No one ever said any of that to you. I know you were safe, technically, but were you protected? Accepted? Were you lonely? His thoughts were interrupted by the priest. "Name this child."

Apollo put his attention where it belonged on his own son, and took a step forward. He laid his hands on the boy's dark head. "I name him Akira, shining mind."

"Akira, we welcome you." The priest bent and kissed Boxey's cheek, and then the rest of the officiates and witnesses did the same. Boxey put up with it with better grace than Apollo remembered he'd had. But he was more demonstrative than Apollo (not that that was hard), much less shy (and that wasn't hard either), just as his mother had been, often enough embarrassing Apollo with her public declarations. He watched as his son moved from one person to the next and listened to the words. "Akira, we welcome you into the fellowship of life, and dedicate you to the service of freedom and righteousness and of love. May your life be rich in vision, full in accomplishment, and afire with the highest of ideals."

"May it be so," came the slightly uneven chorus from witnesses and family, Omega's "Lord, let it be so" just different enough to be harmonious.

The priest placed his hands on Box—Akira's shoulders. "Let us pray: Lords, for the gift of childhood, whose innocence and laughter keep the world young, we all rejoice and give thanks. May this life which you have given and which we have accepted into our community of ideals and friendship, receive abundantly the blessings of health, love, knowledge, and wisdom, and in turn give back richly to the common heritage that endures from generation to generation, to be a credit to the family that bore and nurtured him, but also to himself, and to the children that he in his turn will bring into life. And may the Lords of Kobol watch over him from this day forward, blessing him and strengthening him in their service, so that he may walk on the path set before him without hesitation and without faltering."

"May it be so," Apollo said with a sudden fierce surge of protectiveness, and he opened his arms to hug his son close. "I love you," he whispered.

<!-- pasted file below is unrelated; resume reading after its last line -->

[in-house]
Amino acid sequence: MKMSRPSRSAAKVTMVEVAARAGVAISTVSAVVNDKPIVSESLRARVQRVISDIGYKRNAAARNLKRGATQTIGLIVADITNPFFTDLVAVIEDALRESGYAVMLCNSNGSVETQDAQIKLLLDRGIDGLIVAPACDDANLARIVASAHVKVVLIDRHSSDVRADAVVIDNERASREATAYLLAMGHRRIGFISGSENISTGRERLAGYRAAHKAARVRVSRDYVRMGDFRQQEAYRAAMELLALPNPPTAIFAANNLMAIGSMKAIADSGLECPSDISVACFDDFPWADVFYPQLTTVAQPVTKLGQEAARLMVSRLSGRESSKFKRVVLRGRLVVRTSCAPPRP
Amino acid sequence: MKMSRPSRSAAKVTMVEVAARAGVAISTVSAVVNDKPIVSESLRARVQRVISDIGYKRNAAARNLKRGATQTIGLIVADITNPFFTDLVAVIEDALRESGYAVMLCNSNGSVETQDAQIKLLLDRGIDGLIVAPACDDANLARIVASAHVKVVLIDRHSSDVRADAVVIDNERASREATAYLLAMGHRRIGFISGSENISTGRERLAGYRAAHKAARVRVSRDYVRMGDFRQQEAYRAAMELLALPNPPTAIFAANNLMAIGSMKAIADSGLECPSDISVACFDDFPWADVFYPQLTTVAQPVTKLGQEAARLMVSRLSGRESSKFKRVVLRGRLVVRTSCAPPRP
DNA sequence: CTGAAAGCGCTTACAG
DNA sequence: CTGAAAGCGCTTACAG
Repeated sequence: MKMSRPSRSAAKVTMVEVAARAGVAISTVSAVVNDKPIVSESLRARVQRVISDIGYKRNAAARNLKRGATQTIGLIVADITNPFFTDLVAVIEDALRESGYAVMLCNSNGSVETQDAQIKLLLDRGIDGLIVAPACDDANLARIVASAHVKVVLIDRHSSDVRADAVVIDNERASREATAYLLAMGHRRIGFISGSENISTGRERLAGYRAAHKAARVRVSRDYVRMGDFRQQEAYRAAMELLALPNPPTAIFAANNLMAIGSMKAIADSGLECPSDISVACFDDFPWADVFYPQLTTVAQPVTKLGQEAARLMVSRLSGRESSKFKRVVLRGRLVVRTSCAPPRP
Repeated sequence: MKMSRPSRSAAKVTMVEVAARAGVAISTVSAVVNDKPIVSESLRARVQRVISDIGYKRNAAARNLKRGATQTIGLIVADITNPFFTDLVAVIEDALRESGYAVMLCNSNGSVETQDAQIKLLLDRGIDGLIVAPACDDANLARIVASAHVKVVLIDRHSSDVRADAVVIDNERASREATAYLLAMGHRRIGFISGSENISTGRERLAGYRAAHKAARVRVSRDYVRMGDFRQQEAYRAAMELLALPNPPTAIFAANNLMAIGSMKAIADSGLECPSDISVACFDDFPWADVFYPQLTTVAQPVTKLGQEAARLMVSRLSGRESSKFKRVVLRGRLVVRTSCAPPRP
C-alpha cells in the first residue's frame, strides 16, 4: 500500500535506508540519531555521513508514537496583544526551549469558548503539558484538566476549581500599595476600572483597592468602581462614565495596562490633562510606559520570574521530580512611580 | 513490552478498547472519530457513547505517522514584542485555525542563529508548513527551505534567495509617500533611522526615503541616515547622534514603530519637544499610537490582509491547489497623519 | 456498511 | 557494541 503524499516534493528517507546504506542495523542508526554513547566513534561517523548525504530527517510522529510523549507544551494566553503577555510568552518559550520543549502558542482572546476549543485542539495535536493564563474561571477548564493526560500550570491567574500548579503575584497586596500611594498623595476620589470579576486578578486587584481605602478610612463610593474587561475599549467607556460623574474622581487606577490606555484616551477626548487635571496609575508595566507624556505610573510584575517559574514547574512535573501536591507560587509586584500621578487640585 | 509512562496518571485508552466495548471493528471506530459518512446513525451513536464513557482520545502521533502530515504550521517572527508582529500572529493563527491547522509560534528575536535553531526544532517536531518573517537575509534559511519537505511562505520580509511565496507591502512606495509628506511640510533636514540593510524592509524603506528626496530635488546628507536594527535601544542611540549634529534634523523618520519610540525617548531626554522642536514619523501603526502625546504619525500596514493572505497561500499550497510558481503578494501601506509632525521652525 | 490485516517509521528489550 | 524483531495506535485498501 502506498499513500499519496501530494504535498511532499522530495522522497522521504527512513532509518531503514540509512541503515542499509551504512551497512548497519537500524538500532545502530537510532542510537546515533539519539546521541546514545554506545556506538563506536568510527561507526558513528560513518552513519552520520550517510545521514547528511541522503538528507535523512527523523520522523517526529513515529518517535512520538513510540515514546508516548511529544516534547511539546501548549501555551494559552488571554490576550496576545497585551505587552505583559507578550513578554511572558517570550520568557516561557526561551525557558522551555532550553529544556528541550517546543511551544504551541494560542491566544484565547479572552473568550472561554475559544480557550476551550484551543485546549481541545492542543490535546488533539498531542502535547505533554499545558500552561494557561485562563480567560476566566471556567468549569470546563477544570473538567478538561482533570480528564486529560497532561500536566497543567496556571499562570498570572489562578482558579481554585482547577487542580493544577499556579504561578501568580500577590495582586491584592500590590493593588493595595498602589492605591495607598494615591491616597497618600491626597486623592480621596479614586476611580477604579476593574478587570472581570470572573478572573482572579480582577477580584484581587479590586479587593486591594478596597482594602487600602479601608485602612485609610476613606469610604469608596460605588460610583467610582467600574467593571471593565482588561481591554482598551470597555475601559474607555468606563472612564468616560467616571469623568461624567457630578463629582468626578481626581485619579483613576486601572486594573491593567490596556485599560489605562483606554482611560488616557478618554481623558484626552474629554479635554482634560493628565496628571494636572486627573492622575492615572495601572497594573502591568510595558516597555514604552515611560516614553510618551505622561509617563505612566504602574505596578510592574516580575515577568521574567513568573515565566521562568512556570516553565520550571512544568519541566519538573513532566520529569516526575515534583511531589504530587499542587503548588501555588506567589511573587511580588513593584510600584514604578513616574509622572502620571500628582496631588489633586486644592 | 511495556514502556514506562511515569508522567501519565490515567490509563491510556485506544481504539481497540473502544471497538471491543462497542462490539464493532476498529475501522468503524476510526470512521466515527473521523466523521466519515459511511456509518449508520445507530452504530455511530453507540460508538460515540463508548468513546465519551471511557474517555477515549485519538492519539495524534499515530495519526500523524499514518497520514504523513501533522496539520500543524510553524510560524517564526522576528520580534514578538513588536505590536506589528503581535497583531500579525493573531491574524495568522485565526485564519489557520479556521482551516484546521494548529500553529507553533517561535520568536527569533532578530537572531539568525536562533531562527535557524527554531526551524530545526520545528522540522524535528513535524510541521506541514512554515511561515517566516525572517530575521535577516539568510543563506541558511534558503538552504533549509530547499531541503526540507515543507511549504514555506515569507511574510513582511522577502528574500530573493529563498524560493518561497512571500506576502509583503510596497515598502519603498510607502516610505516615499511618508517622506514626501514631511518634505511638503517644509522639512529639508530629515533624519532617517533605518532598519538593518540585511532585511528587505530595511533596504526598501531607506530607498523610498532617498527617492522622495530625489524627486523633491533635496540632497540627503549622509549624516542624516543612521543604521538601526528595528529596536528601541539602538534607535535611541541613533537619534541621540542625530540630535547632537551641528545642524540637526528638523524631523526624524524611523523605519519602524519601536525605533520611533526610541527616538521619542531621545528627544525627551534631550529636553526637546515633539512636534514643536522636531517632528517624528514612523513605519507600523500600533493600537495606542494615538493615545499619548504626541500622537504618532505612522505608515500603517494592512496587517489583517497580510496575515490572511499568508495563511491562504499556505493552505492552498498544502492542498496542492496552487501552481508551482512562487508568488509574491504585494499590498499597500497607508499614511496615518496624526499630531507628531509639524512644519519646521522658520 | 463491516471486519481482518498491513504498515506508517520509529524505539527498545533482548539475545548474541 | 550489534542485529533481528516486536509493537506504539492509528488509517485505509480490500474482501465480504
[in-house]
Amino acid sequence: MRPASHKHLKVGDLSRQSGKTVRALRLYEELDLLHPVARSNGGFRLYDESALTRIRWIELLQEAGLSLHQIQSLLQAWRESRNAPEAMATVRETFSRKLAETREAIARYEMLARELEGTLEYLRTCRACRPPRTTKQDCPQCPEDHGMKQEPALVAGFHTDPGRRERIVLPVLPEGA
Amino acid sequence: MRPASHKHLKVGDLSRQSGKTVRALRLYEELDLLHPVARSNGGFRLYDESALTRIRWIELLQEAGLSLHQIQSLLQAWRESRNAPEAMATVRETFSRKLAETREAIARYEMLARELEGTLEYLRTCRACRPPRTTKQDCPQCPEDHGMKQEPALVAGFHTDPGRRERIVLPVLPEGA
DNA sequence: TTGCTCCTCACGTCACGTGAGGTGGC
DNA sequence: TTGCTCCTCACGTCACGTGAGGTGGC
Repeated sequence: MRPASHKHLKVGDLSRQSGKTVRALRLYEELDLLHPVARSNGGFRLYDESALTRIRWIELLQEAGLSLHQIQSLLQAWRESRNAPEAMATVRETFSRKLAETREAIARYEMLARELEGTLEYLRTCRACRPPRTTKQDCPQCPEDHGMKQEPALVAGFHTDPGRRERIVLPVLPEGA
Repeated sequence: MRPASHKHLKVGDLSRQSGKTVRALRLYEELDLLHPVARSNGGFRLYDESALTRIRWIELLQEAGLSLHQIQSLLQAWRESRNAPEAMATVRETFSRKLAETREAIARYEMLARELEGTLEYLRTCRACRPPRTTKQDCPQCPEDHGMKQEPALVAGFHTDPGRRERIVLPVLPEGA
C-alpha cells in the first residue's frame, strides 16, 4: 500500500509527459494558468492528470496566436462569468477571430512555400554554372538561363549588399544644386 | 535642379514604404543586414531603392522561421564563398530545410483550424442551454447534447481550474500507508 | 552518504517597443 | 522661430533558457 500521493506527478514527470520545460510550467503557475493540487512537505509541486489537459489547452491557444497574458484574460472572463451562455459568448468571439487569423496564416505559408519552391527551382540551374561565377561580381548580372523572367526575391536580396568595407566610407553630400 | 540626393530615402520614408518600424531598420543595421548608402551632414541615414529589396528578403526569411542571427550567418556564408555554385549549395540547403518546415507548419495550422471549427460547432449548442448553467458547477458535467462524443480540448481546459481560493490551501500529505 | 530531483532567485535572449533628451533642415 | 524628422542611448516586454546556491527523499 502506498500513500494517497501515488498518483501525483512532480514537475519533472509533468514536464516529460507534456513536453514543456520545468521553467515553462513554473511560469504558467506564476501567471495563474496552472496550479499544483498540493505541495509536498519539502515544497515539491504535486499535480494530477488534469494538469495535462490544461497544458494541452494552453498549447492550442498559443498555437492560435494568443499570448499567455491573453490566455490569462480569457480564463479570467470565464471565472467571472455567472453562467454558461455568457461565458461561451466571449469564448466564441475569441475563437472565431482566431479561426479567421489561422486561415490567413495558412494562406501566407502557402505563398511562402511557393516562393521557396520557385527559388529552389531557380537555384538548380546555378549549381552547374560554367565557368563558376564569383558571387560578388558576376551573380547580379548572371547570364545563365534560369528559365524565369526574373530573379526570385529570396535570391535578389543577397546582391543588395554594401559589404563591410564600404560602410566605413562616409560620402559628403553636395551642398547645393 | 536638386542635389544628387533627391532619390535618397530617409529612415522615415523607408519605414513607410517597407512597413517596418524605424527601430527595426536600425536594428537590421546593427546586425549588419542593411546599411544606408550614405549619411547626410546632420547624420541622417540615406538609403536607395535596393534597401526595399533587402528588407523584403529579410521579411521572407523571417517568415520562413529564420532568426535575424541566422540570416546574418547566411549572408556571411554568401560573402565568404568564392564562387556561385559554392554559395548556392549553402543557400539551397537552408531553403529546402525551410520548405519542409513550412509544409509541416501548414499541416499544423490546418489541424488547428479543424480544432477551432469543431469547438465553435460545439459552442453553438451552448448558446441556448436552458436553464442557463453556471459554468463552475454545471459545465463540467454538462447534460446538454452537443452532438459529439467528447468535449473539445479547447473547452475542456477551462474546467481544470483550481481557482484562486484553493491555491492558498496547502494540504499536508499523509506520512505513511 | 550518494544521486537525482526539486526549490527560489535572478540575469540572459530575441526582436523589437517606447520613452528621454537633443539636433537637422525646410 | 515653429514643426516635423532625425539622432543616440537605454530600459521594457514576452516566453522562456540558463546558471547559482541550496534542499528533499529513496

"I love you, too, Dad," the boy said, grinning, and then went to be hugged by the rest of his family. Including Starbuck.

And then they adjourned to Rejuv Center 2 and the party.

Vague memories of Athena and Zac had kept Apollo happy that he didn't have two children. By the time the party was a centare old he was ready to thank the Lords of Kobol fasting and on his knees that he didn't, and half-ready to offer Akira to the first person who looked interested. He'd broken down once and confessed that sort of feeling to his father, and been immeasurably relieved when Adama only laughed at him gently. But the party ended, as they all, thankfully, did eventually, and Apollo carried his thoroughly exhausted son home with Starbuck beside him and just tucked him straight into bed.

"Good night, Dad," he said drowsily, mostly asleep already.

"Good night, son," Apollo kissed him gently. "Sleep well."


"I'm here, kid," Starbuck said. He bent over and kissed his cheek. "Sweet dreams, Akira."

"Night..." He didn't move when Starbuck ruffled his hair, or when Apollo turned out the lights.

"Starbuck, stay a bit."

Starbuck hesitated, and then grinned. "Sure. You look beat."

"Boxey is exhausting in a group situation."


"Akira. Yes. I'm going to have to get used to that. I'm trying to remember if my mother messed up with me."